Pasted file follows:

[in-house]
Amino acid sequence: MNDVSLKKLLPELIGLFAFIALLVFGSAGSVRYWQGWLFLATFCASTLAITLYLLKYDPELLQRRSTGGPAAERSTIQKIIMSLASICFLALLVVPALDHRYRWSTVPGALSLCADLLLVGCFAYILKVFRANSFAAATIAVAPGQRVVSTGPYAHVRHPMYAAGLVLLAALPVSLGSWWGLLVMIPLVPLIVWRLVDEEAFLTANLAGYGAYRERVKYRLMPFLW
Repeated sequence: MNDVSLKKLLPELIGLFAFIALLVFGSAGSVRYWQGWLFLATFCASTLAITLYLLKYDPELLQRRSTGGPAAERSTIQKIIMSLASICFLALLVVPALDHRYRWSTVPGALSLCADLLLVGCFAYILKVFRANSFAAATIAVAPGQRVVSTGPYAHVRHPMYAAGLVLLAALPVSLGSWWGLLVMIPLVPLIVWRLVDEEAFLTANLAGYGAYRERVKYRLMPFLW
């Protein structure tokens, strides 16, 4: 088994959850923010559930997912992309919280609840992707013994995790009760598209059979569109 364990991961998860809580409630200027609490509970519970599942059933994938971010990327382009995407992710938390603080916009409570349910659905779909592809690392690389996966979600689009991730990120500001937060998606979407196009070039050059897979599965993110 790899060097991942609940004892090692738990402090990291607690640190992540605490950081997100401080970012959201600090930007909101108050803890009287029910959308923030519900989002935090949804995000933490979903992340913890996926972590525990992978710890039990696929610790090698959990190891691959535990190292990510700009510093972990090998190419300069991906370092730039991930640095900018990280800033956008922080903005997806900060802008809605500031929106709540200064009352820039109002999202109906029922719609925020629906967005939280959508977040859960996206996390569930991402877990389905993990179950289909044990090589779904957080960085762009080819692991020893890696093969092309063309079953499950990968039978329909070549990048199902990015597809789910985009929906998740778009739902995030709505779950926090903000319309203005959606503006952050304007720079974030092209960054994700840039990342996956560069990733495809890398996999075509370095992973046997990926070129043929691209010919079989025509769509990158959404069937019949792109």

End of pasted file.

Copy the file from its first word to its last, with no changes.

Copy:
[in-house]
Amino acid sequence: MNDVSLKKLLPELIGLFAFIALLVFGSAGSVRYWQGWLFLATFCASTLAITLYLLKYDPELLQRRSTGGPAAERSTIQKIIMSLASICFLALLVVPALDHRYRWSTVPGALSLCADLLLVGCFAYILKVFRANSFAAATIAVAPGQRVVSTGPYAHVRHPMYAAGLVLLAALPVSLGSWWGLLVMIPLVPLIVWRLVDEEAFLTANLAGYGAYRERVKYRLMPFLW
Repeated sequence: MNDVSLKKLLPELIGLFAFIALLVFGSAGSVRYWQGWLFLATFCASTLAITLYLLKYDPELLQRRSTGGPAAERSTIQKIIMSLASICFLALLVVPALDHRYRWSTVPGALSLCADLLLVGCFAYILKVFRANSFAAATIAVAPGQRVVSTGPYAHVRHPMYAAGLVLLAALPVSLGSWWGLLVMIPLVPLIVWRLVDEEAFLTANLAGYGAYRERVKYRLMPFLW
């Protein structure tokens, strides 16, 4: 088994959850923010559930997912992309919280609840992707013994995790009760598209059979569109 364990991961998860809580409630200027609490509970519970599942059933994938971010990327382009995407992710938390603080916009409570349910659905779909592809690392690389996966979600689009991730990120500001937060998606979407196009070039050059897979599965993110 790899060097991942609940004892090692738990402090990291607690640190992540605490950081997100401080970012959201600090930007909101108050803890009287029910959308923030519900989002935090949804995000933490979903992340913890996926972590525990992978710890039990696929610790090698959990190891691959535990190292990510700009510093972990090998190419300069991906370092730039991930640095900018990280800033956008922080903005997806900060802008809605500031929106709540200064009352820039109002999202109906029922719609925020629906967005939280959508977040859960996206996390569930991402877990389905993990179950289909044990090589779904957080960085762009080819692991020893890696093969092309063309079953499950990968039978329909070549990048199902990015597809789910985009929906998740778009739902995030709505779950926090903000319309203005959606503006952050304007720079974030092209960054994700840039990342996956560069990733495809890398996999075509370095992973046997990926070129043929691209010919079989025509769509990158959404069937019949792109």